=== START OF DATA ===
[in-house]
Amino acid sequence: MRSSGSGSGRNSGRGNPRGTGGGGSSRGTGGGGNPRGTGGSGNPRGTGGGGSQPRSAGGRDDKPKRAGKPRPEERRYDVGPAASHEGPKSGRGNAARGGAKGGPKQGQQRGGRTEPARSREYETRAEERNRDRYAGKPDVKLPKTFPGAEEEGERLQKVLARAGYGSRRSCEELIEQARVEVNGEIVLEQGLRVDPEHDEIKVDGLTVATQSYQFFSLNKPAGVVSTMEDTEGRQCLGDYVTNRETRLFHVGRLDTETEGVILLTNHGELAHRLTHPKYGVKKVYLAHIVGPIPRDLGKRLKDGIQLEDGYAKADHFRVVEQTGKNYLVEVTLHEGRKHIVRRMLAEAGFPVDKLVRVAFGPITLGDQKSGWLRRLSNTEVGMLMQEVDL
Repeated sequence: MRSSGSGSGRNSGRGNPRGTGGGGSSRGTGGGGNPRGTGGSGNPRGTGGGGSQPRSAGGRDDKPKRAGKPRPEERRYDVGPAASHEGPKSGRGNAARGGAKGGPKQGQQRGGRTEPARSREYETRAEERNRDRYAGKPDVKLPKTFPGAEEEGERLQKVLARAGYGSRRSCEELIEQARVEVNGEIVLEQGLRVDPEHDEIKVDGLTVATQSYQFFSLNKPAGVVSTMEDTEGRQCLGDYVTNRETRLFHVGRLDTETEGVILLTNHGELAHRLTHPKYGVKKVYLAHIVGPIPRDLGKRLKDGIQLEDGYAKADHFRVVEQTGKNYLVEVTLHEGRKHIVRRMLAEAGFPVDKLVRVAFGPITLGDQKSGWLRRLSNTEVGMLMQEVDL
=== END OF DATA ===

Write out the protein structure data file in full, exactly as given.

[in-house]
Amino acid sequence: MRSSGSGSGRNSGRGNPRGTGGGGSSRGTGGGGNPRGTGGSGNPRGTGGGGSQPRSAGGRDDKPKRAGKPRPEERRYDVGPAASHEGPKSGRGNAARGGAKGGPKQGQQRGGRTEPARSREYETRAEERNRDRYAGKPDVKLPKTFPGAEEEGERLQKVLARAGYGSRRSCEELIEQARVEVNGEIVLEQGLRVDPEHDEIKVDGLTVATQSYQFFSLNKPAGVVSTMEDTEGRQCLGDYVTNRETRLFHVGRLDTETEGVILLTNHGELAHRLTHPKYGVKKVYLAHIVGPIPRDLGKRLKDGIQLEDGYAKADHFRVVEQTGKNYLVEVTLHEGRKHIVRRMLAEAGFPVDKLVRVAFGPITLGDQKSGWLRRLSNTEVGMLMQEVDL
Repeated sequence: MRSSGSGSGRNSGRGNPRGTGGGGSSRGTGGGGNPRGTGGSGNPRGTGGGGSQPRSAGGRDDKPKRAGKPRPEERRYDVGPAASHEGPKSGRGNAARGGAKGGPKQGQQRGGRTEPARSREYETRAEERNRDRYAGKPDVKLPKTFPGAEEEGERLQKVLARAGYGSRRSCEELIEQARVEVNGEIVLEQGLRVDPEHDEIKVDGLTVATQSYQFFSLNKPAGVVSTMEDTEGRQCLGDYVTNRETRLFHVGRLDTETEGVILLTNHGELAHRLTHPKYGVKKVYLAHIVGPIPRDLGKRLKDGIQLEDGYAKADHFRVVEQTGKNYLVEVTLHEGRKHIVRRMLAEAGFPVDKLVRVAFGPITLGDQKSGWLRRLSNTEVGMLMQEVDL